Probiotic Treatment By Indigenous Bacteria Decreases Mortality Without Disturbing The Natural Microbiota Of Salvelinus Fontinalis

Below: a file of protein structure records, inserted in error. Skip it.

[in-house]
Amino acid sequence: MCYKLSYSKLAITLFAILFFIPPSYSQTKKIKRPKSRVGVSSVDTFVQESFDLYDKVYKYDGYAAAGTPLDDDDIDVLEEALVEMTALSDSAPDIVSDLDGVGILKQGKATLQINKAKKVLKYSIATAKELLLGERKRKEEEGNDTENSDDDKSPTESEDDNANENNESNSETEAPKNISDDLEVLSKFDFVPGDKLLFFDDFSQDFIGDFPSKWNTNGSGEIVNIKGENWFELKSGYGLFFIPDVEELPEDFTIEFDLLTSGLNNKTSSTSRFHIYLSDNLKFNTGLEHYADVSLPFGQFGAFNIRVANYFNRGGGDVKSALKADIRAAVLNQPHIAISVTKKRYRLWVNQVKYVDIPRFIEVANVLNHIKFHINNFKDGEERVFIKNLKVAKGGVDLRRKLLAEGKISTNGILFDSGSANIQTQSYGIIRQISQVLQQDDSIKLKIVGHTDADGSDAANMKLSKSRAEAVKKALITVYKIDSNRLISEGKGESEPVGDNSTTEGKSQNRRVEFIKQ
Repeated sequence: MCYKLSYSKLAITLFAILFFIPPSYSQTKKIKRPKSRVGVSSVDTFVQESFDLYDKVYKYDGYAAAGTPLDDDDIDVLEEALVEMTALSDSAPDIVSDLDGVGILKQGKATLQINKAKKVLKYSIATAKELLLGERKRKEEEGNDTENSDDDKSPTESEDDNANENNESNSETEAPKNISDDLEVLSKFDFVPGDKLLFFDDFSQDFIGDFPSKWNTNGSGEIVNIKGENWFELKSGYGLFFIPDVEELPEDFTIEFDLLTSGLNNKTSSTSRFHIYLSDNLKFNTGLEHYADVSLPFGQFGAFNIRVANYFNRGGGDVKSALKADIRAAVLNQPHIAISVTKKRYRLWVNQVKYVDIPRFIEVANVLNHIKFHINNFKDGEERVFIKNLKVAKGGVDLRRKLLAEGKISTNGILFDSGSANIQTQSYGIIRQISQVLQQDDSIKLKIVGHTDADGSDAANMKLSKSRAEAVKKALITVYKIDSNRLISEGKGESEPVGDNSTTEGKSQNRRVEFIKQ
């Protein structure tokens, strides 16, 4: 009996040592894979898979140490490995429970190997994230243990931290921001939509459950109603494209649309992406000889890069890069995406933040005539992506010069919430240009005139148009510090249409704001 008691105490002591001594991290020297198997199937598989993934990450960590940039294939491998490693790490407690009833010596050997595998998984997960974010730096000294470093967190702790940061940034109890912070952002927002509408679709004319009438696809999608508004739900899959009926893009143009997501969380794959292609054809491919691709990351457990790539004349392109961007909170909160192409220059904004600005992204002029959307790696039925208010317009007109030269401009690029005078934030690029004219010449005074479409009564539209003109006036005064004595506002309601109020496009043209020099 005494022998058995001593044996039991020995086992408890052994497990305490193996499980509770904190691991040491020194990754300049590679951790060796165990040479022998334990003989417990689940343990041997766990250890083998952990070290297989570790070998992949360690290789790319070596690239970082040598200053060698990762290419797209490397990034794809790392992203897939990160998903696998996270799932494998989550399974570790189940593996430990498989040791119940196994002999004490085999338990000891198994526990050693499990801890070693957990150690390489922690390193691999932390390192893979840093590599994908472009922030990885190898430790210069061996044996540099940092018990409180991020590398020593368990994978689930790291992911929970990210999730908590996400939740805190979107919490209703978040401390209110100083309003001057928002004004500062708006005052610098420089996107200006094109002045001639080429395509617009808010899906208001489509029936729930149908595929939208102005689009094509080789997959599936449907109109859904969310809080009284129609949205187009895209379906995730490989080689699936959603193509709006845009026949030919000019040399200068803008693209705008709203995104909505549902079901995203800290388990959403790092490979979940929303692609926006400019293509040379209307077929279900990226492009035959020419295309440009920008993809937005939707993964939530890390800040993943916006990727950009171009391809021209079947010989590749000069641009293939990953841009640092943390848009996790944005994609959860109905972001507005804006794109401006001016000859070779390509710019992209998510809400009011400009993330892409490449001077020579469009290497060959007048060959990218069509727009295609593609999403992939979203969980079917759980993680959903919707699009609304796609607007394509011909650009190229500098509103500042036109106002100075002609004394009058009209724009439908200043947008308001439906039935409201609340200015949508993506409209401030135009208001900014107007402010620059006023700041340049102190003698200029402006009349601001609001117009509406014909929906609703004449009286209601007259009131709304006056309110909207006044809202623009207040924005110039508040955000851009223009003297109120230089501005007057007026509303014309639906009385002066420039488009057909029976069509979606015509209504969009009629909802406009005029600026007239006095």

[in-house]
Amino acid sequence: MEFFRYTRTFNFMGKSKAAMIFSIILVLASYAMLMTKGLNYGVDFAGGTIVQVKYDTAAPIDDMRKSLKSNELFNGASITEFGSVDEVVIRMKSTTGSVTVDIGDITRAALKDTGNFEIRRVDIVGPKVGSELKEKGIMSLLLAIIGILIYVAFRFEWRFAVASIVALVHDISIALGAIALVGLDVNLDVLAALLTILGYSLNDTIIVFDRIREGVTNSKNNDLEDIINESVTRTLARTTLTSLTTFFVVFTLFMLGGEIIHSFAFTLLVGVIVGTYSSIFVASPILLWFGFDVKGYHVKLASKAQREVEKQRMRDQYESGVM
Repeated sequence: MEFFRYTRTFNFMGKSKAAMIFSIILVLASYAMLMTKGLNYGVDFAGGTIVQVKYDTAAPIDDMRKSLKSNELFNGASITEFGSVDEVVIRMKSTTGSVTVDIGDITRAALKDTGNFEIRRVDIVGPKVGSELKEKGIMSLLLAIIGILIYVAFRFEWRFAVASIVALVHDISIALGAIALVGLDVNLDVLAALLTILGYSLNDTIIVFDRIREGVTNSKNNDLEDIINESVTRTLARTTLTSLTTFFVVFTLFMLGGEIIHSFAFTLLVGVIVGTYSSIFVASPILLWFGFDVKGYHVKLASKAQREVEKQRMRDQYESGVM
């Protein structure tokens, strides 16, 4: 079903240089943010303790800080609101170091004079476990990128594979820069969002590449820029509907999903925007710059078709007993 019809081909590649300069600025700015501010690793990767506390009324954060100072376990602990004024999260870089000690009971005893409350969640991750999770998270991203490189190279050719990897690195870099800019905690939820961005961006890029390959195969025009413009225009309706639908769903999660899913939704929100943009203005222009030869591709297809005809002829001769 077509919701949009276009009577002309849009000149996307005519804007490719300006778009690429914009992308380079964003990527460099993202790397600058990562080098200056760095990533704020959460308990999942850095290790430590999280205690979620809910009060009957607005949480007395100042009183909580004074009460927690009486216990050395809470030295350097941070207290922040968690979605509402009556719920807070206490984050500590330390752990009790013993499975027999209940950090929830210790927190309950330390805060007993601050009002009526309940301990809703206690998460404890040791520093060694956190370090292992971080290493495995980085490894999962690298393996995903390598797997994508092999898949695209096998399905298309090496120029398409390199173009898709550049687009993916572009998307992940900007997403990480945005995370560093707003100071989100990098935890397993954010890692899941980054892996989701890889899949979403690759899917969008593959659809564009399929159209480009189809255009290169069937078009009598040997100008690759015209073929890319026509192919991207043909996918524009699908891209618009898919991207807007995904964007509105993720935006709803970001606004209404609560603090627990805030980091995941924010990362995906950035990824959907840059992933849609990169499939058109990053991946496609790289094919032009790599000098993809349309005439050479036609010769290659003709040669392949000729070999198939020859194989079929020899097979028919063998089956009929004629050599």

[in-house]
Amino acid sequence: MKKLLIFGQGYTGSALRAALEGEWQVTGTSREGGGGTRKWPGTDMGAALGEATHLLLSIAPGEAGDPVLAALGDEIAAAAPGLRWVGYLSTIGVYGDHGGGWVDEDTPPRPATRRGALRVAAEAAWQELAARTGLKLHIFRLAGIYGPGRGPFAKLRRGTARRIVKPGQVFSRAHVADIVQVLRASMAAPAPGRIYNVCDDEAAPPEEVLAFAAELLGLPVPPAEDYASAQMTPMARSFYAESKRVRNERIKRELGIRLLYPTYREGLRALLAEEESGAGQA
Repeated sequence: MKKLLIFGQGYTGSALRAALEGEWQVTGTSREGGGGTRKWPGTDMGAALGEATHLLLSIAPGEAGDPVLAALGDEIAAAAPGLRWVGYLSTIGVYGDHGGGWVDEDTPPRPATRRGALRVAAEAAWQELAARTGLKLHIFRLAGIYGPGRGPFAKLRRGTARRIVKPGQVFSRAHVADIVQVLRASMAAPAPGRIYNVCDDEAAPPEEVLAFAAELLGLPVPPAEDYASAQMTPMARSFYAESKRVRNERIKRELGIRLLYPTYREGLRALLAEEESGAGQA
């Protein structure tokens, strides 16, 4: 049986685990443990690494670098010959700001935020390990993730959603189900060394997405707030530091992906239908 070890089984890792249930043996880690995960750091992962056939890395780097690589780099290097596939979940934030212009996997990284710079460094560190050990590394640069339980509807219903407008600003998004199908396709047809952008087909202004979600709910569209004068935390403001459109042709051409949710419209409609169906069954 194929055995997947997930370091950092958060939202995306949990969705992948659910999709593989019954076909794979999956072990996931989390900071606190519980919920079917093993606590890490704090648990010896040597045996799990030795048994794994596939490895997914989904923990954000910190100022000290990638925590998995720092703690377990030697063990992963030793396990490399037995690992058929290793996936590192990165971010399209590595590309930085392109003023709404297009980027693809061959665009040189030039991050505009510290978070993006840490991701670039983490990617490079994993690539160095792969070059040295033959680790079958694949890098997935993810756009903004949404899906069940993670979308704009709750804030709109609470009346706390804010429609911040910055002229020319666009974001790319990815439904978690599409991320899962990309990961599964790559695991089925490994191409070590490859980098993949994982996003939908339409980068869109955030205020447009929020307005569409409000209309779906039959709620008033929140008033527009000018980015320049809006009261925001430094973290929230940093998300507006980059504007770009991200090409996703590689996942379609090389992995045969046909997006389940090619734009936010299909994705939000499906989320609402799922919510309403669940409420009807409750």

Next-generation sequencing is revealing the complex interactive networks of host–bacteria interactions, as it is now possible to screen in detail the microbiota harbored by a host. This study investigated the influence of a probiotic treatment on the survival and microbiota of brook charr (Salvelinus fontinalis), focusing on its disturbance of the natural microbiota (dysbiosis). The results indicated that an indigenous probiotic strain (identified as Rhodococcus sp.) colonized neither the fish skin mucus nor the water following the probiotic treatment. Instead, the probiotic strain was detected only in the biofilm of the test tank. Nevertheless, a substantial beneficial effect of the probiotic treatment was observed: the population of the pathogen Flavobacterium psychrophilum decreased in the treated tank water. This study clearly shows that the indigenous strain chosen for the probiotic treatment did not disturb the natural fish skin mucus microbiota but acted directly through the production system to control the growth of the pathogen and, as a consequence, to enhance fish survival.